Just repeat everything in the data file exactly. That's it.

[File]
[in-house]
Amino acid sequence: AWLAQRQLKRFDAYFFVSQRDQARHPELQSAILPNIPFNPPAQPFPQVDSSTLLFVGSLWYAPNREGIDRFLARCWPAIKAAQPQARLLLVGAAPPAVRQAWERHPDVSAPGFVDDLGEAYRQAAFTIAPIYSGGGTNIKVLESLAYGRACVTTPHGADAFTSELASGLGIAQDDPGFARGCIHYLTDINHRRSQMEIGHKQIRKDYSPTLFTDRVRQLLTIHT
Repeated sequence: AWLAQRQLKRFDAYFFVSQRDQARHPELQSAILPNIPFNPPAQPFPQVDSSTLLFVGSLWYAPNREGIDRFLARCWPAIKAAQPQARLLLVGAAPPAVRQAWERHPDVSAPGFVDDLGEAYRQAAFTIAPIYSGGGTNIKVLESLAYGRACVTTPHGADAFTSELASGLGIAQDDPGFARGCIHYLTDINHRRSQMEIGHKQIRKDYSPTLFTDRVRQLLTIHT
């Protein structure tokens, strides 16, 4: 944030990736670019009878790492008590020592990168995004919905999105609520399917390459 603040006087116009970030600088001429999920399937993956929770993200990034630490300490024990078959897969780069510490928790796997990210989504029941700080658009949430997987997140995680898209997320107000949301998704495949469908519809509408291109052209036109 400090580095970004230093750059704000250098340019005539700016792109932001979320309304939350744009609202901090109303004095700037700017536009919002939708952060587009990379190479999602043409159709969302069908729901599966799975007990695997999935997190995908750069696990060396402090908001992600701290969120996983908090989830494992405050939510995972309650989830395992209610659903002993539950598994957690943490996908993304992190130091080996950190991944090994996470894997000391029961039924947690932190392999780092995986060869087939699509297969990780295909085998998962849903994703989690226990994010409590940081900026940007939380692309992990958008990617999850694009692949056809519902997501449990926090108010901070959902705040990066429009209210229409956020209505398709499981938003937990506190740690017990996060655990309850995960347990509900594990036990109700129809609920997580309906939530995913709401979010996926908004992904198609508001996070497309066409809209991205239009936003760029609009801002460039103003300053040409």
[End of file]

[in-house]
Amino acid sequence: AWLAQRQLKRFDAYFFVSQRDQARHPELQSAILPNIPFNPPAQPFPQVDSSTLLFVGSLWYAPNREGIDRFLARCWPAIKAAQPQARLLLVGAAPPAVRQAWERHPDVSAPGFVDDLGEAYRQAAFTIAPIYSGGGTNIKVLESLAYGRACVTTPHGADAFTSELASGLGIAQDDPGFARGCIHYLTDINHRRSQMEIGHKQIRKDYSPTLFTDRVRQLLTIHT
Repeated sequence: AWLAQRQLKRFDAYFFVSQRDQARHPELQSAILPNIPFNPPAQPFPQVDSSTLLFVGSLWYAPNREGIDRFLARCWPAIKAAQPQARLLLVGAAPPAVRQAWERHPDVSAPGFVDDLGEAYRQAAFTIAPIYSGGGTNIKVLESLAYGRACVTTPHGADAFTSELASGLGIAQDDPGFARGCIHYLTDINHRRSQMEIGHKQIRKDYSPTLFTDRVRQLLTIHT
């Protein structure tokens, strides 16, 4: 944030990736670019009878790492008590020592990168995004919905999105609520399917390459 603040006087116009970030600088001429999920399937993956929770993200990034630490300490024990078959897969780069510490928790796997990210989504029941700080658009949430997987997140995680898209997320107000949301998704495949469908519809509408291109052209036109 400090580095970004230093750059704000250098340019005539700016792109932001979320309304939350744009609202901090109303004095700037700017536009919002939708952060587009990379190479999602043409159709969302069908729901599966799975007990695997999935997190995908750069696990060396402090908001992600701290969120996983908090989830494992405050939510995972309650989830395992209610659903002993539950598994957690943490996908993304992190130091080996950190991944090994996470894997000391029961039924947690932190392999780092995986060869087939699509297969990780295909085998998962849903994703989690226990994010409590940081900026940007939380692309992990958008990617999850694009692949056809519902997501449990926090108010901070959902705040990066429009209210229409956020209505398709499981938003937990506190740690017990996060655990309850995960347990509900594990036990109700129809609920997580309906939530995913709401979010996926908004992904198609508001996070497309066409809209991205239009936003760029609009801002460039103003300053040409």